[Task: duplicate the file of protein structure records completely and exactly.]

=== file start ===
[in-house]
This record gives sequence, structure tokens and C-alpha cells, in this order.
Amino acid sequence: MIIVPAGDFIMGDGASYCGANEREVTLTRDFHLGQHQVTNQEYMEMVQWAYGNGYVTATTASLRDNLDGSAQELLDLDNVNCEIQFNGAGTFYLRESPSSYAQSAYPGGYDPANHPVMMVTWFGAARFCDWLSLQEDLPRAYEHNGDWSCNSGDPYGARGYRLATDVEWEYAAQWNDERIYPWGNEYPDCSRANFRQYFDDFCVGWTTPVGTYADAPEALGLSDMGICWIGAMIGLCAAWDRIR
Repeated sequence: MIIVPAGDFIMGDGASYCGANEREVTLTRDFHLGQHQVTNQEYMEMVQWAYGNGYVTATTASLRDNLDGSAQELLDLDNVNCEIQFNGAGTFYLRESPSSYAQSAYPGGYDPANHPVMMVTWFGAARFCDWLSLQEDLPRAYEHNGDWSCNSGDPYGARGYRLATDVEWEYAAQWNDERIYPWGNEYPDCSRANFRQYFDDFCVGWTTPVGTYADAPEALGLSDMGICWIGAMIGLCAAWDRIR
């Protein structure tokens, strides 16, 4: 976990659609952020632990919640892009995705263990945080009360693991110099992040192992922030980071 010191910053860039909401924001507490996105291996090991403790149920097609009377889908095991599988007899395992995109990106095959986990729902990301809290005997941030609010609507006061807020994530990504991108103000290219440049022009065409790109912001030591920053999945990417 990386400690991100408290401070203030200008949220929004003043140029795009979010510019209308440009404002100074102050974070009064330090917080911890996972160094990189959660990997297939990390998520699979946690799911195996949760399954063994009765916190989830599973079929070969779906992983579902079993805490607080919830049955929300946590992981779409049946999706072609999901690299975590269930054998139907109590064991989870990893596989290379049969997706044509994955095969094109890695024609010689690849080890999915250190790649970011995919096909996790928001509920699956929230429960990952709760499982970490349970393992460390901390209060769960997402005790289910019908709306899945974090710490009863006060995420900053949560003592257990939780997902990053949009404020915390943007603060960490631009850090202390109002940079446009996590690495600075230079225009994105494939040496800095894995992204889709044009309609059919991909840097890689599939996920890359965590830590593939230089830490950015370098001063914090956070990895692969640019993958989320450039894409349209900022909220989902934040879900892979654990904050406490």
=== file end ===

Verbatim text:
[in-house]
This record gives sequence, structure tokens and C-alpha cells, in this order.
Amino acid sequence: MIIVPAGDFIMGDGASYCGANEREVTLTRDFHLGQHQVTNQEYMEMVQWAYGNGYVTATTASLRDNLDGSAQELLDLDNVNCEIQFNGAGTFYLRESPSSYAQSAYPGGYDPANHPVMMVTWFGAARFCDWLSLQEDLPRAYEHNGDWSCNSGDPYGARGYRLATDVEWEYAAQWNDERIYPWGNEYPDCSRANFRQYFDDFCVGWTTPVGTYADAPEALGLSDMGICWIGAMIGLCAAWDRIR
Repeated sequence: MIIVPAGDFIMGDGASYCGANEREVTLTRDFHLGQHQVTNQEYMEMVQWAYGNGYVTATTASLRDNLDGSAQELLDLDNVNCEIQFNGAGTFYLRESPSSYAQSAYPGGYDPANHPVMMVTWFGAARFCDWLSLQEDLPRAYEHNGDWSCNSGDPYGARGYRLATDVEWEYAAQWNDERIYPWGNEYPDCSRANFRQYFDDFCVGWTTPVGTYADAPEALGLSDMGICWIGAMIGLCAAWDRIR
């Protein structure tokens, strides 16, 4: 976990659609952020632990919640892009995705263990945080009360693991110099992040192992922030980071 010191910053860039909401924001507490996105291996090991403790149920097609009377889908095991599988007899395992995109990106095959986990729902990301809290005997941030609010609507006061807020994530990504991108103000290219440049022009065409790109912001030591920053999945990417 990386400690991100408290401070203030200008949220929004003043140029795009979010510019209308440009404002100074102050974070009064330090917080911890996972160094990189959660990997297939990390998520699979946690799911195996949760399954063994009765916190989830599973079929070969779906992983579902079993805490607080919830049955929300946590992981779409049946999706072609999901690299975590269930054998139907109590064991989870990893596989290379049969997706044509994955095969094109890695024609010689690849080890999915250190790649970011995919096909996790928001509920699956929230429960990952709760499982970490349970393992460390901390209060769960997402005790289910019908709306899945974090710490009863006060995420900053949560003592257990939780997902990053949009404020915390943007603060960490631009850090202390109002940079446009996590690495600075230079225009994105494939040496800095894995992204889709044009309609059919991909840097890689599939996920890359965590830590593939230089830490950015370098001063914090956070990895692969640019993958989320450039894409349209900022909220989902934040879900892979654990904050406490």